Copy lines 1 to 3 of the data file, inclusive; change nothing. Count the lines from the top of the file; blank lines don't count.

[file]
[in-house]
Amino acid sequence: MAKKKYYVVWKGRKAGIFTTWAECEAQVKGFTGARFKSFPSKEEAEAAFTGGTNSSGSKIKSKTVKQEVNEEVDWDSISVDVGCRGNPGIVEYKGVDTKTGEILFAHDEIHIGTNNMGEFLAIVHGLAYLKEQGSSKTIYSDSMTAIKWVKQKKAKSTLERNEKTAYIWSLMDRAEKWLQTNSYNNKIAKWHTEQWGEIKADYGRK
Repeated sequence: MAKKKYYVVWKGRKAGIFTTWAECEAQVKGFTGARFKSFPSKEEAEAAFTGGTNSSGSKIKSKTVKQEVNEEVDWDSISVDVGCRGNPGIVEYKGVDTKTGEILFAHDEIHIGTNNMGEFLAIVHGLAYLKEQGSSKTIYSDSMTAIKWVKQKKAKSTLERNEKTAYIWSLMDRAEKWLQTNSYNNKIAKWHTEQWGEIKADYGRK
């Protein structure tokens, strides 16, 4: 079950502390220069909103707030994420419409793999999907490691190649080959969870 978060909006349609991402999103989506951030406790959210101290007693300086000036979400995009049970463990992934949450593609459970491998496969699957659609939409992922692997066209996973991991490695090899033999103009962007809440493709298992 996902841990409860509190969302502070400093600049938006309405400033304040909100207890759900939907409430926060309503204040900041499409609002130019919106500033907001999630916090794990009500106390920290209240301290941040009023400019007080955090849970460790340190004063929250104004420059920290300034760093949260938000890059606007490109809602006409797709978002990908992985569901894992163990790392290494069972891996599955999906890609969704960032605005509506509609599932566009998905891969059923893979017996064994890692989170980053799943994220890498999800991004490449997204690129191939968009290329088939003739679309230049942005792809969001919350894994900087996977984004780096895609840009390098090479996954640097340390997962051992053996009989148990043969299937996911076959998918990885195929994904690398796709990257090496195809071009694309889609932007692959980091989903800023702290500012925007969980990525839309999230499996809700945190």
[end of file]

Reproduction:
[in-house]
Amino acid sequence: MAKKKYYVVWKGRKAGIFTTWAECEAQVKGFTGARFKSFPSKEEAEAAFTGGTNSSGSKIKSKTVKQEVNEEVDWDSISVDVGCRGNPGIVEYKGVDTKTGEILFAHDEIHIGTNNMGEFLAIVHGLAYLKEQGSSKTIYSDSMTAIKWVKQKKAKSTLERNEKTAYIWSLMDRAEKWLQTNSYNNKIAKWHTEQWGEIKADYGRK
Repeated sequence: MAKKKYYVVWKGRKAGIFTTWAECEAQVKGFTGARFKSFPSKEEAEAAFTGGTNSSGSKIKSKTVKQEVNEEVDWDSISVDVGCRGNPGIVEYKGVDTKTGEILFAHDEIHIGTNNMGEFLAIVHGLAYLKEQGSSKTIYSDSMTAIKWVKQKKAKSTLERNEKTAYIWSLMDRAEKWLQTNSYNNKIAKWHTEQWGEIKADYGRK